Last year, there was a special ballot to elect players from the Negro Leagues of Baseball into the Hall of Fame. This was big news because, until last year, these players were not eligible for election. In the end, 17 executives, players and managers were elected.

Overshadowing this wonderful election was the big news that Buck O’Neil had not been elected. As O’Neil has always done, he did not bat an eyelash; instead, he willingly delivered the acceptance speech for 17 new members of the Hall of Fame (all of whom had died well before their election). Two months after the election, Buck O’Neil, the face of Negro League Baseball and the man responsible for the special election, passed on.

Now we come to this year. Since the Negro League election held last year was a special election, O’Neil is now no longer eligible for election by the Baseball Writers’ Association of America (the group of writers that votes on who should be elected every year). Once someone’s eligibility runs out, his chance of election rests with the Hall of Fame Veterans Committee, which only votes every other year. As it so happens, this year was a voting year for the Veterans’ Committee, but the problem was that O’Neil did not even appear on the ballot, outraging fans.

That the Hall of Fame should exclude a man like O’Neil is a crime in and of itself, but the fact that he did not even appear on the ballot this year is even worse. O’Neil was the unofficial goodwill representative for the Negro Leagues for years, and baseball has dealt him a slap in the face. If you look at his numbers in the Negro Leagues, he is a Hall of Fame player. If you look at his career as a Negro League manager, he is a Hall of Fame manager. If you look at his career as a Major League scout, he is a Hall of Fame scout.

Above all, Buck O’Neil was a Hall of Fame human being. The fact that O’Neil is not enshrined in Cooperstown is an embarrassment, a sham and an atrocity that is unforgivable. O’Neil willingly served on the Veterans Committee, despite not being a member of the Hall of Fame. He also fought long and hard to have Negro Leaguers elected to the Hall, and when they finally gave him what he wanted, the writers did not even elect him to the Hall of Fame. Most importantly, O’Neil never said a bad thing about the game of baseball or about the major leagues, despite all the reasons he had to do so, and his reward was to not be placed on the ballot.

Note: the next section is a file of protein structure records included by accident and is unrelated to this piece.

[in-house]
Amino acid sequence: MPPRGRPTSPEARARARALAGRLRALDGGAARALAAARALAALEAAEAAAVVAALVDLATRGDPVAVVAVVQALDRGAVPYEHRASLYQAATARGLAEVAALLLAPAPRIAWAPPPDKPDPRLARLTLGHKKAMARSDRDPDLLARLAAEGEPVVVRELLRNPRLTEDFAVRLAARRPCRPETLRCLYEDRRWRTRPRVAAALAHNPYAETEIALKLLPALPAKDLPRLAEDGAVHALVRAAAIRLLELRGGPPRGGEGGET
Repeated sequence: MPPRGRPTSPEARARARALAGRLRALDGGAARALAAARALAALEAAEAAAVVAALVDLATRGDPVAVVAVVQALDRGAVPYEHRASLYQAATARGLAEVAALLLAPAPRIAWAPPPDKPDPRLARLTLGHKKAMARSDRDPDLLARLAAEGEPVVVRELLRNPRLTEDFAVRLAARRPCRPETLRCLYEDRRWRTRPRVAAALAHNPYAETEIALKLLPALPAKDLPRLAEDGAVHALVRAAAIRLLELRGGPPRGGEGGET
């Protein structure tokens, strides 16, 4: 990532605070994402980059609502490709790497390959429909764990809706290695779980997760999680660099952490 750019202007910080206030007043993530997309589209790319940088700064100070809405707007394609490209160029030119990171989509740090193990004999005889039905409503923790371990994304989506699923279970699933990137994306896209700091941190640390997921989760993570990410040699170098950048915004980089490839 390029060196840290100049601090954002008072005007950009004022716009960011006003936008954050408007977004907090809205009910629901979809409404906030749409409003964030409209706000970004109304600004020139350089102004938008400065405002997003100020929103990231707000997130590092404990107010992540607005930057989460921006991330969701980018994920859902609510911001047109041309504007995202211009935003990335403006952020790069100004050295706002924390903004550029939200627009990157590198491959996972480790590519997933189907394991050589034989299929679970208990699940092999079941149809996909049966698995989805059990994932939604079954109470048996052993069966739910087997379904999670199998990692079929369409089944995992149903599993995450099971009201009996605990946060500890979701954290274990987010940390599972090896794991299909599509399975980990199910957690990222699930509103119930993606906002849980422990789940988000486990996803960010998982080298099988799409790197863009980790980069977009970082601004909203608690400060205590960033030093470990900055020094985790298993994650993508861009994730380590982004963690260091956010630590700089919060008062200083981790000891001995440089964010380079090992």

Let’s really look at O’Neil’s accolades just to see how terrible a crime baseball has committed. While his numbers as a player are not spectacular, his leadership on and off the field was exemplary. Also, O’Neil won two batting titles in 1940 and 1946. On top of that, he was named to the East-West All-Star Classic in 1942, 1943 and 1949. As the manager, he led the Kansas City Monarchs to league championships in 1948, 1950, 1951 and 1953 (he managed from 1948-1955).

In 1956, he became a scout for the Cubs and then, in 1962, he became a coach for the Cubs, making him the first black coach in the Major Leagues. During his career as a scout, he discovered such superstars as Lou Brock, Ernie Banks and Joe Carter. All the while, O’Neil handled himself with absolute class and dignity. During his distinguished life (which included serving in the Navy in 1944 and 1945), he remained a goodwill ambassador to the Negro Leagues (pre-integration years) and a man who represented the very values the Hall of Fame claims to covet.

When baseball looks at itself in the mirror, it should be ashamed that it is excluding a man who is long overdue for recognition. Baseball should be ashamed of the fact that O’Neil will not be elected until at least 2009. How can a man who represents everything that is cherished by the Hall of Fame not be in the Hall of Fame? Baseball must also ask itself how it can exclude a man who represented everything that is good about the game not be honored. The fact of the matter is that keeping O’Neil out of Cooperstown is an insult to him, his legacy and his family. Also, as long as he is kept out, there will be a stain on the game that a man so deserving has been kept out for no good reason. That stain will remain until O’Neil takes his rightful place with the legends of the game. When that day comes (and I have no doubt that it will), baseball will redeem itself and can know that one of its true immortals is home.

Gillenson is a member of the class of 2010.



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